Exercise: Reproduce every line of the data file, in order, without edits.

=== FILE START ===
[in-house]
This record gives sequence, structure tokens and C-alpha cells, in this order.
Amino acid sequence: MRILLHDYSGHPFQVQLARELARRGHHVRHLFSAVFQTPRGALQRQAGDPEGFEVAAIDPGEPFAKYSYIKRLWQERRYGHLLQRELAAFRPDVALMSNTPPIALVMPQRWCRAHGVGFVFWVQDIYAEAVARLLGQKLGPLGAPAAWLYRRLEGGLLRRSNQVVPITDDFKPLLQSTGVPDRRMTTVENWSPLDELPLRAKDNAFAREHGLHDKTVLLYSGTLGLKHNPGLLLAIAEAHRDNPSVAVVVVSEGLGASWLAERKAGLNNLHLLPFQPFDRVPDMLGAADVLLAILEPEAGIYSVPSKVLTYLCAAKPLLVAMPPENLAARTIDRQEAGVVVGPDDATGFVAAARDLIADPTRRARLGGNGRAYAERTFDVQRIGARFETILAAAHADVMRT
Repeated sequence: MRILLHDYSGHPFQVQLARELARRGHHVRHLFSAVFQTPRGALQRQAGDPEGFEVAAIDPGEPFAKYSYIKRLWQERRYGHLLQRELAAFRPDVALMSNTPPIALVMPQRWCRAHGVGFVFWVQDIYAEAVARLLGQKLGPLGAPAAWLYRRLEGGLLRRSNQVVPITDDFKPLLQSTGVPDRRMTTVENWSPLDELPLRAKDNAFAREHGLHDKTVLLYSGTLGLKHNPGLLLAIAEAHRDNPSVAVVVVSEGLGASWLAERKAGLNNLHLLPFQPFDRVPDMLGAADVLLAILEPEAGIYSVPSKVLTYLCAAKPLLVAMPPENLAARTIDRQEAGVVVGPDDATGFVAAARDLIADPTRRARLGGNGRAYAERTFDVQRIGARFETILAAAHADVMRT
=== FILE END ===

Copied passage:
[in-house]
This record gives sequence, structure tokens and C-alpha cells, in this order.
Amino acid sequence: MRILLHDYSGHPFQVQLARELARRGHHVRHLFSAVFQTPRGALQRQAGDPEGFEVAAIDPGEPFAKYSYIKRLWQERRYGHLLQRELAAFRPDVALMSNTPPIALVMPQRWCRAHGVGFVFWVQDIYAEAVARLLGQKLGPLGAPAAWLYRRLEGGLLRRSNQVVPITDDFKPLLQSTGVPDRRMTTVENWSPLDELPLRAKDNAFAREHGLHDKTVLLYSGTLGLKHNPGLLLAIAEAHRDNPSVAVVVVSEGLGASWLAERKAGLNNLHLLPFQPFDRVPDMLGAADVLLAILEPEAGIYSVPSKVLTYLCAAKPLLVAMPPENLAARTIDRQEAGVVVGPDDATGFVAAARDLIADPTRRARLGGNGRAYAERTFDVQRIGARFETILAAAHADVMRT
Repeated sequence: MRILLHDYSGHPFQVQLARELARRGHHVRHLFSAVFQTPRGALQRQAGDPEGFEVAAIDPGEPFAKYSYIKRLWQERRYGHLLQRELAAFRPDVALMSNTPPIALVMPQRWCRAHGVGFVFWVQDIYAEAVARLLGQKLGPLGAPAAWLYRRLEGGLLRRSNQVVPITDDFKPLLQSTGVPDRRMTTVENWSPLDELPLRAKDNAFAREHGLHDKTVLLYSGTLGLKHNPGLLLAIAEAHRDNPSVAVVVVSEGLGASWLAERKAGLNNLHLLPFQPFDRVPDMLGAADVLLAILEPEAGIYSVPSKVLTYLCAAKPLLVAMPPENLAARTIDRQEAGVVVGPDDATGFVAAARDLIADPTRRARLGGNGRAYAERTFDVQRIGARFETILAAAHADVMRT